More ships are expected to make calls at East African ports following a drop in maritime crime targeting shipping lines over the past 20 years.
Cargo ships destined for Mombasa, Dar es Salaam, Jeddah and the port of Djibouti have previously had to use circuitous routes to avoid being attacked in the Indian Ocean. Others have had to pay higher insurance premiums or hire security escorts, which in turn made importation costly for the local consumer.
Now, the Allianz Global Corporate & Specialty SE (AGCS) “Safety & Shipping Review 2022” report indicates that maritime piracy in the Indian Ocean has almost disappeared.
Only one incident was recorded aboard the MV Anatolian on August 13, 2021 along the coast of Somalia, but the description of the event is more oriented towards post-smuggling.
The Kenya maritime waters were re-designated from being a High-Risk Area by the global shipping industry about three months ago.
The Gulf of Guinea in 2021 witnessed a drastic decrease in piracy acts of more than 60 percent compared to 2020 but remains the hotspot for global maritime piracy.
High risk waters
Shippers Council of Eastern Africa (SCEA) Chief Executive Gilbert Lagat said the reduced risk would save East African traders millions of dollars in insurance and security expenses and encourage more ships to call.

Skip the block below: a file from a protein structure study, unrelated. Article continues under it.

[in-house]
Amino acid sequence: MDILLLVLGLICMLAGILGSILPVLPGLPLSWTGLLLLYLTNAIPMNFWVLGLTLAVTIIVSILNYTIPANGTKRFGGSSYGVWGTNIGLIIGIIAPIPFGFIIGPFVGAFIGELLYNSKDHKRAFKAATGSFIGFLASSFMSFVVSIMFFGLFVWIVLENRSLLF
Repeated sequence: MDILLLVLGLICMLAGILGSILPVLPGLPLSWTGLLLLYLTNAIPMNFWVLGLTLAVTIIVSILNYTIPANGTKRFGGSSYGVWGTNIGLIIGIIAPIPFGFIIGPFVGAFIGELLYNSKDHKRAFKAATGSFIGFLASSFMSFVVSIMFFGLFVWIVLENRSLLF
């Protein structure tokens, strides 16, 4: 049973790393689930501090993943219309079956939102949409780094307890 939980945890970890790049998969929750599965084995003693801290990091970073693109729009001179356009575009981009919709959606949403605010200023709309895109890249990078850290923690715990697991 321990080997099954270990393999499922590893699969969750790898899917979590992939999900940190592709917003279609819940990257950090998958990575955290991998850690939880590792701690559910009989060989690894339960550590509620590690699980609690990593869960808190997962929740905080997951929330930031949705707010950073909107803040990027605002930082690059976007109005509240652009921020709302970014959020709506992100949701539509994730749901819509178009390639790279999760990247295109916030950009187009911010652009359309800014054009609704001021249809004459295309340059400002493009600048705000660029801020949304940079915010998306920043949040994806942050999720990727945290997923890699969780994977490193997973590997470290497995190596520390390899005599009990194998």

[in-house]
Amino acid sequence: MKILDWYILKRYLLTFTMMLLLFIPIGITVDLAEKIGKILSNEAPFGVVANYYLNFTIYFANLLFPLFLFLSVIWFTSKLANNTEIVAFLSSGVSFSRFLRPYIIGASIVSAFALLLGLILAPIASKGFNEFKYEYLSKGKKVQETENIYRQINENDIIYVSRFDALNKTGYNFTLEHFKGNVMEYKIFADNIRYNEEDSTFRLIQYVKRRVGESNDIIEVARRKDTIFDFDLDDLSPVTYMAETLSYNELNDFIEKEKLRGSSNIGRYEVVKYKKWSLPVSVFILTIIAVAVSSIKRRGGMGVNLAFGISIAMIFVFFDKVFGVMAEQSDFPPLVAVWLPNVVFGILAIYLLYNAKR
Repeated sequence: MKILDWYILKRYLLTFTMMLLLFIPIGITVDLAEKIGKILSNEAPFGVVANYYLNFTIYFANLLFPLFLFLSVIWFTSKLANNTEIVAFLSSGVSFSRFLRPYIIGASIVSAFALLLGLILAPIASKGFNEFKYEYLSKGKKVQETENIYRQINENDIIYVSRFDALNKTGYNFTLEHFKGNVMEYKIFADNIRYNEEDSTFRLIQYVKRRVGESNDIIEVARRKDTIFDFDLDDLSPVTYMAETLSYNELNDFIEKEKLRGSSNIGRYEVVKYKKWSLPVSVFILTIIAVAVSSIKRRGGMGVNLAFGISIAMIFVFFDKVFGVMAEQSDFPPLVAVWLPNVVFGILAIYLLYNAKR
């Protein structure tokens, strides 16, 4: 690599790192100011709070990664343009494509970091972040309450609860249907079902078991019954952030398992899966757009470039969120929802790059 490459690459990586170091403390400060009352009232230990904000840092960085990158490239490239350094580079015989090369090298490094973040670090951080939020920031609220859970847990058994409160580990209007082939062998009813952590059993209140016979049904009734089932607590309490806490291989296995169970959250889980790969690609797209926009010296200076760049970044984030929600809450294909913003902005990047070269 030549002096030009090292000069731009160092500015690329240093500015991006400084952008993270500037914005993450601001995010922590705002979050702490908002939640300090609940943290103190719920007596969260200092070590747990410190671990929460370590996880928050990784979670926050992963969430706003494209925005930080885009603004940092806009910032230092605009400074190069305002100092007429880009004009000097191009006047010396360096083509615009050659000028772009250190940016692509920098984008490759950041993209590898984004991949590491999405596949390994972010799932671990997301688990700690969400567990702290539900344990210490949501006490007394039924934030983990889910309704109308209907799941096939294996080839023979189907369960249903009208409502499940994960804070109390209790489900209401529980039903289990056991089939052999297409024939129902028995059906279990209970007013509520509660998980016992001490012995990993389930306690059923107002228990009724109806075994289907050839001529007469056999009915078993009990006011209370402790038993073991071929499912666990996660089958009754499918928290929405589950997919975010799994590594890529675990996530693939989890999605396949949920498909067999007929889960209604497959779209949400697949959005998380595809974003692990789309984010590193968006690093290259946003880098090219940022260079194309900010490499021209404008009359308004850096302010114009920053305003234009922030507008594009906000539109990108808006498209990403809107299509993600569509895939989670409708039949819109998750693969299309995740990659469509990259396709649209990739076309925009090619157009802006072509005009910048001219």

“Reduced risks as a result of improved surveillance will lower cost of importation and also encourage those shipping companies which suspended operations along such routes to resume,” said Mr Lagat.
The decrease in piracy cases has been linked to international naval presence in the region.
The East African and Horn of Africa maritime waters were designated high risk in 2009 by the Best Management Practices to Deter Piracy and Enhance Maritime Security (BMP-5).
Since then, shipment insurance premiums went up and five of the largest global shipping industry associations withdrew operations in the region. Among them was the International Association of Dry Cargo Ship Owners, International Association of Independent Tank Owners, International Chamber of Shipping, Oil Companies International Marine Forum and Baltic and International Maritime Council.
“With reduction of piracy cases, traders will have a variety shipping lines to choose from depending on the kind of goods they are importing or exporting, which will reduce shippers’ competition and ultimately reduce cost of sea freight,” said John Karisa, a clearing and forwarding agent in Mombasa.
AGCS global head of marine risk consulting Rahul Khanna noted that the global shipping sector has demonstrated tremendous resilience in recent years as safety levels increased.
Khanna said losses this year are at record lows but the situation in Ukraine has caused widespread disruption in the Black Sea and elsewhere, exacerbating ongoing supply chain issues, port congestion and crew crisis caused by Covid-19 pandemic.
The report warned of a heightened prospect of cyber risks for the shipping sector such as GPS jamming, Automatic Identification System (AIS) spoofing and electronic interference.
Prior to the Ukraine invasion there had already been a number of these incidents, reported in the Middle East and China.
The designation by International Maritime Organisation (IMO) by BMP-5, is a relief for shippers who have been suffering for the past eight years.
IMO is the United Nations (UN) agency responsible for improving the safety and security of global shipping.